In hockey, and specifically within the forward ranks, positions are fluid.Hence, I don’t accept your definitions.We’ve been over this.Outside of the defensive zone there are no positions.You play as F1, F2, and F3.Inside the defensive zone you will often have some sort of defined positional responsibility, however these responsibilities rotate depending on circumstance.The old days of the winger going up and down the ice are over.

    We need to stop thinking in terms of positions.It isn’t how the game is played.

    This right and imo wrong. Yes we are in a F1, F2, F3 world, but these forward are tasked to create 2-1 to your team’s advantage. The center in every coach and players mind is most often the second support player.

  79. Doug McLachlan says:

    Jaxon:
    If they are buying out or trading a left side D this season, I could see them signing LHD Brandon Manning as cover/replacement if he is willing to sign in the $2M or less range. Would gambling on RHD Ryan Sproul make sense this summer?

    As regards Manning, hope the leftorium is culled a little lower in the depth chart than where he would factor in. Also, F**k that guy. He was responsible for costing McDavid the Calder and as a result Hall was traded and everything bad happened and (expletive filled Red Wine rant)….

    As for Sproul, I like it.

    LT was talking up Sproul about a year ago when he was in the Red Wings’ system. Finished up with the Rangers. I would be very interested in looking at him as an obstacle for a premature Bear sighting – essentially in the Eric Gryba p/t third-pairing guy with some offensive pop.

    Scored 10 goals with the Wolf Pack (Rangers farm team) this year so it’s a legit option.

    Would expect that the Rangers were impressed with his performance this year and may resign him before July 1st but we will see.

    For reference: Cap friendly https://www.capfriendly.com/players/ryan-sproul
    and Hockeydb http://www.hockeydb.com/ihdb/stats/pdisplay.php?pid=125416

  80. JimmyV1965 says:

    Woodguy v2.0:
    JimmyV1965,

    Do you honestly believe the winger position is more important than centre?

    I didn’t say that at all.

    But you quoted this comment:

    Centers are not more valuable than wingers. There is no evidence that they are. There is no reason to believe that they are.

    And then you listed reasons supporting this assertion.

  81. Cassandra says:

    JimmyV1965: No offence, but this is absolutely ridiculous. Just because there are wingers that are much better than most centres in the league doesn’t mean the winger position is as important as centre. Hall is one of the best players in the league because he is more skilled than the vast majority of players in the league. You can’t then make the leap of logic that winger is just as important as centre. It’s simply not the case. I don’t even know what stats have to do with it. Centres have more responsibilities than wingers, before and after the face off. Just because some centres have worse advanced stats than others doesn’t change the importance of the position.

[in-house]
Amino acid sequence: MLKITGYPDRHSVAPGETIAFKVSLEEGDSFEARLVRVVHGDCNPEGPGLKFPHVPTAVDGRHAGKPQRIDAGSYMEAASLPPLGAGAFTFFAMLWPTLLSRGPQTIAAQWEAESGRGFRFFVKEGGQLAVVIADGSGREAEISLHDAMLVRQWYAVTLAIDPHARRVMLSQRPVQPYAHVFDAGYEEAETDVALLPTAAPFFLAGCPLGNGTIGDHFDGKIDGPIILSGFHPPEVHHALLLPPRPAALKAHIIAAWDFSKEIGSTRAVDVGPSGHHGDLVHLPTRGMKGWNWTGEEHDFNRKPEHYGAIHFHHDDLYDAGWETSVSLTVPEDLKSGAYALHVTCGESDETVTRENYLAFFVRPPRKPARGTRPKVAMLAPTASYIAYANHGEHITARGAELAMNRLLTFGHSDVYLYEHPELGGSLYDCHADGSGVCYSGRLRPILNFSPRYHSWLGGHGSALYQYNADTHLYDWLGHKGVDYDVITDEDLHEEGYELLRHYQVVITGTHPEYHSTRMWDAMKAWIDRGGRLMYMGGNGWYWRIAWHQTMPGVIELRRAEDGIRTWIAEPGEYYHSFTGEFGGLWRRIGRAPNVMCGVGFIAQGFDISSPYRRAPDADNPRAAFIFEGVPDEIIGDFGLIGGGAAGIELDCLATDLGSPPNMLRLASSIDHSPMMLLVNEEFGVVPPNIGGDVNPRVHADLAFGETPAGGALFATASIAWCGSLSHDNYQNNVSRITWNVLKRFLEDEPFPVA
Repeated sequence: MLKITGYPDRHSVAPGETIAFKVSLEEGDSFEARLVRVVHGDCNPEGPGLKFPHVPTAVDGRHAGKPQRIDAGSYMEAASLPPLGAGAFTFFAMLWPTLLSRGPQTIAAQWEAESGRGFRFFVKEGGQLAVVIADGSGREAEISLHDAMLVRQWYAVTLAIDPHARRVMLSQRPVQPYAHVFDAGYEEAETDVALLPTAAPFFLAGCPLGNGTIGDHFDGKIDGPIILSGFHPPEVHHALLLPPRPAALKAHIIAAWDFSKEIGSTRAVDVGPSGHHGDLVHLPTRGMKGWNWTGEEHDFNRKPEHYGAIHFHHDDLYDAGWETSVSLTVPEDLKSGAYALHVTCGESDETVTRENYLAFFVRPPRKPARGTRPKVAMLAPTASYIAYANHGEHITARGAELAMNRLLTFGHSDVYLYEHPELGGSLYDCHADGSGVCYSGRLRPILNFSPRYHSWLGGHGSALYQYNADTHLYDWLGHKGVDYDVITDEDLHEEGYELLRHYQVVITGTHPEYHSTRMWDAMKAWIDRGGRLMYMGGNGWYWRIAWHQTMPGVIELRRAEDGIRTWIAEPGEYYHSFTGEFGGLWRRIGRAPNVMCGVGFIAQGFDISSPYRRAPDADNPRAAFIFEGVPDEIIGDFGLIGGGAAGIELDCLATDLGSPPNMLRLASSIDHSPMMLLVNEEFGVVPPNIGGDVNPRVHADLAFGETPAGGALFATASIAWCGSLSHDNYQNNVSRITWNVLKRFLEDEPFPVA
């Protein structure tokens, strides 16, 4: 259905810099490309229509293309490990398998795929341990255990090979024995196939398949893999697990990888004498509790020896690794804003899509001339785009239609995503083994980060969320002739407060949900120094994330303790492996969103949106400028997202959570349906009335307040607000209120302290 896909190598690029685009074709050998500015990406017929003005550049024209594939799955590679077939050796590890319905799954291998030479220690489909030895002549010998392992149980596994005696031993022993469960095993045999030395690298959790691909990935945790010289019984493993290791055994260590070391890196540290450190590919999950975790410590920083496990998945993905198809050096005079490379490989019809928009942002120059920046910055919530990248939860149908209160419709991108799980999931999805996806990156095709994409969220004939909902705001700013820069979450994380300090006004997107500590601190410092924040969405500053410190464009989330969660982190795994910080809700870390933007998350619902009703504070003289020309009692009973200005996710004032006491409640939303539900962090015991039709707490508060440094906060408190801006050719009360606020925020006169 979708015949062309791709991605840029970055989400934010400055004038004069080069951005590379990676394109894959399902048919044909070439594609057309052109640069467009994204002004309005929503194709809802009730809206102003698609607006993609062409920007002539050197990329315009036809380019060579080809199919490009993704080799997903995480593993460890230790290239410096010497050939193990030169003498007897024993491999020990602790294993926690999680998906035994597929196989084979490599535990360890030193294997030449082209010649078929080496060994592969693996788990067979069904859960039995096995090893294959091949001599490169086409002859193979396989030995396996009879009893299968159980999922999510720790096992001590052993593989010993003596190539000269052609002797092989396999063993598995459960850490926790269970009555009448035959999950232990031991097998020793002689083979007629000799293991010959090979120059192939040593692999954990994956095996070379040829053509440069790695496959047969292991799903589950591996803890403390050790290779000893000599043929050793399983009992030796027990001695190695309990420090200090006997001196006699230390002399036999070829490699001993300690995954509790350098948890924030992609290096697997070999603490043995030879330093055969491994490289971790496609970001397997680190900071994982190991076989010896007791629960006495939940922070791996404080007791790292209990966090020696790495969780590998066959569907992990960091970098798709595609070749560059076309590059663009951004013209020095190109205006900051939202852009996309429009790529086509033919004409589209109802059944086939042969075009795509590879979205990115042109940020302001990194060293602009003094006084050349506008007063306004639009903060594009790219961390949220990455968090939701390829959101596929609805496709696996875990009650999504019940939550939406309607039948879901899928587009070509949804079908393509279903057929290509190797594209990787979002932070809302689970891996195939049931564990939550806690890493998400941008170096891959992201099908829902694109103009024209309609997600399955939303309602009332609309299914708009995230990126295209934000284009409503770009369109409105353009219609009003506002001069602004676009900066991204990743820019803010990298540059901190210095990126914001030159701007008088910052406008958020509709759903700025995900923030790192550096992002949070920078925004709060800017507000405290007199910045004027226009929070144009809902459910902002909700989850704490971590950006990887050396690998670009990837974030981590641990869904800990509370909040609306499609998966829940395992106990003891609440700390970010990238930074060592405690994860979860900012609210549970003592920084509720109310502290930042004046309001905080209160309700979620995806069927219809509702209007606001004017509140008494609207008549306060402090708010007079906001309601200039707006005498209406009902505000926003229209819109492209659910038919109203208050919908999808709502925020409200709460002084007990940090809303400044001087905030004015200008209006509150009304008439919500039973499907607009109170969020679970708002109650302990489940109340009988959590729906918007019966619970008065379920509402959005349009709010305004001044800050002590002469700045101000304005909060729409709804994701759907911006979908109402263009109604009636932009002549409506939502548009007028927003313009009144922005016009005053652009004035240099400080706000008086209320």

That you don’t understand something does not make it ridiculous. It simply means you don’t understand.

    Goals for and against is the dependent variable.

    The question is what are the independent variables that explain variations in the dependent variable.

    Your hypothesis is that some positions explain more of the variation than others.

    This hypothesis is not supported by the empirical evidence.

    My hypothesis is that talent, regardless of position, explains the variation.

    This hypothesis is supported by the empirical evidence.

  82. JimmyV1965 says:

    Cassandra: This is pretty funny.Reading comprehension.It is a thing.

    Anyway, you are simply wrong about this.

    This is what you said:

    Centers are not more valuable than wingers.There is no evidence that they are.There is no reason to believe that they are.

    Before you trash my reading comprehension skills, can you tell me please how I misinterpreted this.

  83. Cassandra says:

    JimmyV1965: But you quoted this comment:

    Centers are not more valuable than wingers. There is no evidence that they are. There is no reason to believe that they are.

    And then you listed reasons supporting this assertion.

    Honestly, go back and read it again. These two statements are not equivalent.

    1) Centers are not more valuable than wingers.
    2) Wingers are more valuable than centers.

  84. Scungilli Slushy says:

    anjinsan:
    “I’m here today to tell you that the President and General Manager of the Edmonton Oilers, Peter Chiarelli, will be the (president and) general manager next year,” began Nicholson. “I really believe in his plan. Over the last number of months, we’ve been meeting with a lot of our season ticket holders. There’s anger and disappointment of where we ended up. We certainly understand where they are. We will have a plan coming out here in the near future of how we’re going forward.”